Africa Bibliography

all periods

copyright 1998 by Historical Novelists Center

Gross geography often has nothing to do with cultural lines. That is, the fact that Africa can be easily delimited as a continent by the Suez canal does not mean that it does not consist of several cultural or even racial zones at different epochs. Especially, up until about 600 CE Northern Africa was racially as well as culturally distinct from Sub-Saharan (black) Africa. While there was a Nubian conquest of Egypt, it was fairly short lived, temporarily replaced but did not breed out the uppermost classes, and the Egyptians remained a Semitic rather than Negroid people. Remarks about "Cleopatra being black" are simply silly, since she wasn't even Egyptian, but Macedonian Greek of an inbred royal line, with a narrow, prominently bridged nose. The Tuaregs still show the strongly Europid background of the Libyans and Numidians, who absorbed the Vandals as well.

This is primarily a bibliography for Sub-Saharan Africa, which had often more contact with Arabia or India than with its own northern shore. While it will include the Tuareg and the Meroitic Empire, you will have to go to other bibliographies for the earlier peoples of North Africa.

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Ayittey, George B. N

Indigenous African Institutions
Ardsley-on-Hudson, N.Y. : Transnational Publishers, c1991; 547 p. : maps; bibliographical references and index
Covers the history of various forms of politics and government, customary law of the chiefdoms, and social life and customs.

Baker, Samuel White

Go To Project GutenbergIn the Heart of Africa ****
Condensed By E.J.W From "The Nile Tributaries Of Abyssinia" and "The Albert N'yanza Great Basin Of The Nile."
Commences in 1861, travelling with a wife who refused to be left out but whose name he never mentions, and follows the course of the Nile upstream from Nubia (in modern Sudan, into Ethiopia, etc.). T2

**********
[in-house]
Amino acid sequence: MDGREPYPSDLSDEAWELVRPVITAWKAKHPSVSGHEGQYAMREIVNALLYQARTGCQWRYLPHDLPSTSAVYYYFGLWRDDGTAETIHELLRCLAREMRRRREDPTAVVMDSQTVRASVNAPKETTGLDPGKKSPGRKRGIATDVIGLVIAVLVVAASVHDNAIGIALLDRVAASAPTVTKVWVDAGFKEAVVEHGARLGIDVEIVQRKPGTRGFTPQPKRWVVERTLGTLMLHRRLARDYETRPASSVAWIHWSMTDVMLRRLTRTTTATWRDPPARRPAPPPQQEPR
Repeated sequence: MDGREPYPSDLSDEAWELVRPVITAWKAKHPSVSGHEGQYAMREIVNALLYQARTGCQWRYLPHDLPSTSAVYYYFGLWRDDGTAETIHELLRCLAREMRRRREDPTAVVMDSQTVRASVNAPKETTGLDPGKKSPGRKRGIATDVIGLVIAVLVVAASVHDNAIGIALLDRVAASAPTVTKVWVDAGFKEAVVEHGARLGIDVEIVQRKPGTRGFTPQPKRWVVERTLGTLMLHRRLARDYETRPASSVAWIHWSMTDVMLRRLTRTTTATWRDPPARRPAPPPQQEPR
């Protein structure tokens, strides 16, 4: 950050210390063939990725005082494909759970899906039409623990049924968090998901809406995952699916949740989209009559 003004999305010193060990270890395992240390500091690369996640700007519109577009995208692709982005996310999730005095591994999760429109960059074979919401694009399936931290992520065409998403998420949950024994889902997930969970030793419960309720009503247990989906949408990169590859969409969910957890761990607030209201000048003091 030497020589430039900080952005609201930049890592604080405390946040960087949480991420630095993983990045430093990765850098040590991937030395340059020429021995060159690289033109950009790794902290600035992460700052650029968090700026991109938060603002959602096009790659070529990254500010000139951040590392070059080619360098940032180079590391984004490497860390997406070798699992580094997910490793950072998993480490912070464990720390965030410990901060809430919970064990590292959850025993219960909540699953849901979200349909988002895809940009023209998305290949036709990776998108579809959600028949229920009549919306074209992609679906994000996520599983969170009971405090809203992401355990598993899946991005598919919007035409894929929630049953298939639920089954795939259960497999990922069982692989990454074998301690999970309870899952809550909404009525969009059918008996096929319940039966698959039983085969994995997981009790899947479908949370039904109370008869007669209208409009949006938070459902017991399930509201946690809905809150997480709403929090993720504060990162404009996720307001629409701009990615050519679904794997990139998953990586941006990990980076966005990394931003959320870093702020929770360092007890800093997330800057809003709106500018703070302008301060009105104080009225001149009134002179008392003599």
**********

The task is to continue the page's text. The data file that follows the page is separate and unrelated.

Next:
Nile Tributaries of Africa ****
If you want the whole of the details, also at PG. T3

Duff Gordon, Lucie, Lady

Go To Project GutenbergLetters from the Cape ***
Lucie was sent down to the British colony at the Cape of Good Hope to recover her health. She says volumes about the colonists and herself when she comments on the people there, seen through the lens of our times. T2

Hale, Thomas A., ed.

The Epic of Askia Mohammed ; recorded, translated, edited, and annotated by Thomas A. Hale ; recounted by Nouhou Malio with the assistance of Mounkaila Maiga ... [et al.].
Bloomington : Indiana University Press, c1996; 88 p. : ill. ; Translation from Songhay; bibliographical references and index.
This is a genuine epic poem from west Africa, about Mohammed I, aka Askia of Songhai, who lived1443?-1538.

Burman, Jose

Towards The Far Horizon : The Story Of The Ox-wagon In South Africa
Cape Town : Human & Rousseau, 1988;168 p., [8] p. of plates : ill. (some col.); bibliographical references.
Oxdriving and Wagons in South Africa. If you're going to have trekking Boers, you need to have these strongly visualized, and know where your protagonist will and won't run into them. T2

Crummey, Donald

Banditry, Rebellion, And Social Protest In Africa: Selection of rev. papers presented in a symposium on Rebellion and Social Protest in Africa, held at the Univ. of Illinois, Urbana-Champaign in April 1982
London : J. Currey ; Portsmouth, N.H. : Heinemann, 1986; 404 p. : Maps; bibliographies and index.

Emery, Frank

Marching Over Africa : Letters From Victorian Soldiers
London : Hodder and Stoughton, 1986; 204 p. : ill.; Bibliography; index.

Fagan, Brian M.

"Great Zimbabwe, Zimbabwe: Rich in Cattle and Gold" ***
Mysteries of Mankind: Earth's Unexplained Landmarks
National Geographic Society, 1992
Twenty pages of text, photos, and a reconstructive painting. T1

Four Winds Press, editors

Great Civilizations of Ancient Africa
New York, Four Winds Press, 1971; 340 p., illus., maps; Bibliography.

Gailey, Harry A., Jr.

The History of Africa in Maps ***
Denoyer-Geppert Co., Chicago, 1967
Clear simple text with clear line maps tells more, more quickly, than many a text book. Locates the kingdoms and tribes at different periods. T1

Gollancz, editors

Old Africa Rediscovered
London, Gollancz, 1959; 287 p., illus.

Green, Rebecca L.

The Empire of Ghana
New York : F. Watts, 1998; bibliographical references and index.
A survey of the history and culture of the West African Empire of Ghana that, flourishing from about 750 until 1076, is not related to modern Ghana. Juvenile literature but a good intro.